6. For each petri dish, use the tweezers to put 1 sensitivity square that has been soaked in Listerine (L), 1 that has been soaked in ACT (A), 1 that has been soaked in Crest (C), and 1 that has NOT been soaked in any mouthwash on a single dish. Make sure to space the 4 sensitivity squares an equal distance away from each other.
7. After repeating step 6 for each of the 5 petri dishes, label all 5 of the petri dishes1-5 using a permanent marker.
8. Now, seal the covers of the petri dishes using clear tape.
9. Put all 5 of the petri dishes in a dark place with a stable, constant temperature, such as a closet. Make sure the area that you chose to put the petri dishes in is an area where your experiment will remain undisturbed. Check the petri dishes every 24 hours for a 7 day (168 hour) period and record bacterial growth. Alcohol and antimicrobial agents are the ingredients in mouthwash that kill oral bacteria (Johnson, 2012). Alcohol is commonly used in mouthwash to dissolve ingredients such as menthol, methyl salicylate, thymol, and eucalyptol. Mouthwashes that do not contain alcohol usually have ingredients like cetylpyridinium chloride (CPC), an antiseptic that destroys and cleanses bacteria (“Mouth Wash”, 2012). These antimicrobial agents kill bad breath and germs by disrupting the membranes of oral bacteria. By disrupting the membranes of bacteria, the agents can destroy the bacteria completely or inhibit the growth of the bacteria. Listerine antiseptic mouthwash contains thymol, methyl salicylate, menthol, and eucalyptol as its active ingredients (“Cool”, 2012).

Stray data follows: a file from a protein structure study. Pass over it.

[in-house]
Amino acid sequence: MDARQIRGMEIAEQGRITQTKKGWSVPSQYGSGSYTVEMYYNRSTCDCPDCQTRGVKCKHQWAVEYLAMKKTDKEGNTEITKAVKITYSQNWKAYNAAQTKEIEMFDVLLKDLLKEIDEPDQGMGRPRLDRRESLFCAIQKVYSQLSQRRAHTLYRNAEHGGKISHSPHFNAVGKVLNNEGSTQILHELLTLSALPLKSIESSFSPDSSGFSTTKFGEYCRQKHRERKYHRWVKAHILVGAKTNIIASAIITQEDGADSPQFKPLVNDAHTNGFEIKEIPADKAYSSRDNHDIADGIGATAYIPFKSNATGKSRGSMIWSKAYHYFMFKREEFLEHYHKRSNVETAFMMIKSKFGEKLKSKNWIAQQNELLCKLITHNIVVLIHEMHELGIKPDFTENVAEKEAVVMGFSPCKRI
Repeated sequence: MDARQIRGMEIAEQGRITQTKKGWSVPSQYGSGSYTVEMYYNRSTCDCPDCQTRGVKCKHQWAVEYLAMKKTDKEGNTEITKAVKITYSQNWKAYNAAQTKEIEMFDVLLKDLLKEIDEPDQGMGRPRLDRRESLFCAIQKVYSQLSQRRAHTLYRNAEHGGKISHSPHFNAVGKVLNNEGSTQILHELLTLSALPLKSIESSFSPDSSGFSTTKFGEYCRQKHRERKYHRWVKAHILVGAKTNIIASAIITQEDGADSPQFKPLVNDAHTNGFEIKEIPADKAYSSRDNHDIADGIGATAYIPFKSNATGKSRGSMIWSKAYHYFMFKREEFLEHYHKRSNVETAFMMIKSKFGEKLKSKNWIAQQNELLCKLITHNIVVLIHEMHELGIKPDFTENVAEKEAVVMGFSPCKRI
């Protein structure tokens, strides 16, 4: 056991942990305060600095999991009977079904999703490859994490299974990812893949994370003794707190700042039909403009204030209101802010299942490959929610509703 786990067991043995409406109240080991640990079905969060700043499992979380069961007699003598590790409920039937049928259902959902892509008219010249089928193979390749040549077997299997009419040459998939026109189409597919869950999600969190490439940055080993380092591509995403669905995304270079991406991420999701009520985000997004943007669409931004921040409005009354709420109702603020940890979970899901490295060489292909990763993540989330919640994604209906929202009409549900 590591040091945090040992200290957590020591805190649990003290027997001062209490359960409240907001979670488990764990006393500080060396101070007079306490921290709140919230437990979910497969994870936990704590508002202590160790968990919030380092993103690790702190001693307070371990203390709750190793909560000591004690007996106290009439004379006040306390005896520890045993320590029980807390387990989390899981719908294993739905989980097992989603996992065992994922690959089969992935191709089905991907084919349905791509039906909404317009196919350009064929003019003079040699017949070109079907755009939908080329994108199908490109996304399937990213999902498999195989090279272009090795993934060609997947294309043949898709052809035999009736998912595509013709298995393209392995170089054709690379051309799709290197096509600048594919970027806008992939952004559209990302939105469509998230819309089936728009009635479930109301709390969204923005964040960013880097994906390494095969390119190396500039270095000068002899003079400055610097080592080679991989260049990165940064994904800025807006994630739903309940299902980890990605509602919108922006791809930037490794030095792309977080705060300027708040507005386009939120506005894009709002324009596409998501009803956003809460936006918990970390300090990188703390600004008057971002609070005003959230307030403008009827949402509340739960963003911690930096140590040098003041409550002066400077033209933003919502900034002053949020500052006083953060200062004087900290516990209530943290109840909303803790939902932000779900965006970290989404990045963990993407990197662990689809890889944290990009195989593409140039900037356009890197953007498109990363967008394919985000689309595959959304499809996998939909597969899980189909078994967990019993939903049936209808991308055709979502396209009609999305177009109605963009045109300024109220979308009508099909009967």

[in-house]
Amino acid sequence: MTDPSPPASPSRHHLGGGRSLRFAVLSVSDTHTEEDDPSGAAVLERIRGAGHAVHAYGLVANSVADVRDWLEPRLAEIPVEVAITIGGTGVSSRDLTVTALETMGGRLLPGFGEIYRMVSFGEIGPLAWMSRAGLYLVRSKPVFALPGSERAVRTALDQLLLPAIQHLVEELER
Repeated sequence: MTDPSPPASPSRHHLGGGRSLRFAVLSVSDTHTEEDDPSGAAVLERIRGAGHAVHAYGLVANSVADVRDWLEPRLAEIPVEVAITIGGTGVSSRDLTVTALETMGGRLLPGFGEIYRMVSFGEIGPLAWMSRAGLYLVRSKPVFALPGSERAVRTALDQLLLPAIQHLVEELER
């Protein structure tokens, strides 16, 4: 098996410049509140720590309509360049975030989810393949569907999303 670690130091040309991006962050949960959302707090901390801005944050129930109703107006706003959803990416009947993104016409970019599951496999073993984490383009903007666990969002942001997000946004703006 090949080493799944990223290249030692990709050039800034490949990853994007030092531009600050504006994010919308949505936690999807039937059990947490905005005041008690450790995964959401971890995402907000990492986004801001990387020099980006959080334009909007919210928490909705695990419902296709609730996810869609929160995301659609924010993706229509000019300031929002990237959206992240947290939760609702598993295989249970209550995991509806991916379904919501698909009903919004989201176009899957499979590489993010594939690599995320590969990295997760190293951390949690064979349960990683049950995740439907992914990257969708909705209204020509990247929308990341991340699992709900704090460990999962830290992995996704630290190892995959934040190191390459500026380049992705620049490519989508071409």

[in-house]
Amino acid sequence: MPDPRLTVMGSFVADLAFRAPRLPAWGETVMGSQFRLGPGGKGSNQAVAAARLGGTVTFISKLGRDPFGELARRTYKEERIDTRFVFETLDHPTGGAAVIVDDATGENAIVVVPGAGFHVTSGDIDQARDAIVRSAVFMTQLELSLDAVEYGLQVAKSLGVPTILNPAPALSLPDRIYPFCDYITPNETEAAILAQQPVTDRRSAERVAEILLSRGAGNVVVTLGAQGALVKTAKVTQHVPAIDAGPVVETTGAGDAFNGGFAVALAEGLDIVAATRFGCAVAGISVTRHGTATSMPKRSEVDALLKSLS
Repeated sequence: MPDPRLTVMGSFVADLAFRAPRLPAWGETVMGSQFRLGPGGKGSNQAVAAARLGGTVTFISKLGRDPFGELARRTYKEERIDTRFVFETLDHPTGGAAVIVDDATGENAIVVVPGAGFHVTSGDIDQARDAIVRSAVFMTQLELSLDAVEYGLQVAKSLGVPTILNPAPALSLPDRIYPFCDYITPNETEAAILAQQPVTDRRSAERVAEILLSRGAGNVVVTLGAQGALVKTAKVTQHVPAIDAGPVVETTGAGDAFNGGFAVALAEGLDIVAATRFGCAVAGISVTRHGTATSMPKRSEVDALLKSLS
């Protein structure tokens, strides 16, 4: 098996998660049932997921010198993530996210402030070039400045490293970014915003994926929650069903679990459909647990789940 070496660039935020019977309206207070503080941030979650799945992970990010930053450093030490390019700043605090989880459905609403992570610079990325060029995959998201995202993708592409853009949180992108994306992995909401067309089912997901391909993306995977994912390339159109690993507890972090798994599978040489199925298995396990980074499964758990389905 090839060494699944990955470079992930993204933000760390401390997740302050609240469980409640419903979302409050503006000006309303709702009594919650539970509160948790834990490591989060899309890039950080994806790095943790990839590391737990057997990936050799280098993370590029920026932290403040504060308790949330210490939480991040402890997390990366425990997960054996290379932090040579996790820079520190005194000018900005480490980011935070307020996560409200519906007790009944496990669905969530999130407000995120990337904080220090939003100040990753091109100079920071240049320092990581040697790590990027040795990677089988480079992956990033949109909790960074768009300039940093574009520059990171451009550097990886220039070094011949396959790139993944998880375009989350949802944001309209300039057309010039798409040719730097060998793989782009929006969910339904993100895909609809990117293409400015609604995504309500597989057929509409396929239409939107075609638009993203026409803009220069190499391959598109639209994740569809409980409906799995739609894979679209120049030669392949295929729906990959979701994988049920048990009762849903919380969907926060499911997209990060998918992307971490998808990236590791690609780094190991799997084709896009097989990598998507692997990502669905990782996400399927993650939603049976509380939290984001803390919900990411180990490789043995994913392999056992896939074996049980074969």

It also contains 21.6% alcohol as one of its inactive ingredients.
Thymol is an antiseptic substance that prevents plaque, inhibits the growth of oral bacteria, and helps prevent gingivitis. (“Ingredients”, 2012).
Act fluoride rinse is alcohol free and contains 0.05% sodium fluoride as its active ingredient (“ACT®”, 2012).
Sodium fluoride is mainly used to strengthen and protect teeth from cavities, but can also be used to prevent bacteria.
Crest total care mouthwash is alcohol free and contains 0.07% CPC (“Crest”, 2012). CPC, a newer ingredient in mouthwash, is a chemical that destroys and cleanses bacteria. CPC kills bacteria by traveling through lymph, the fluid in between cells, to get through layers of skin and disrupt the cell membranes of infectious organisms (Wilford, 2012).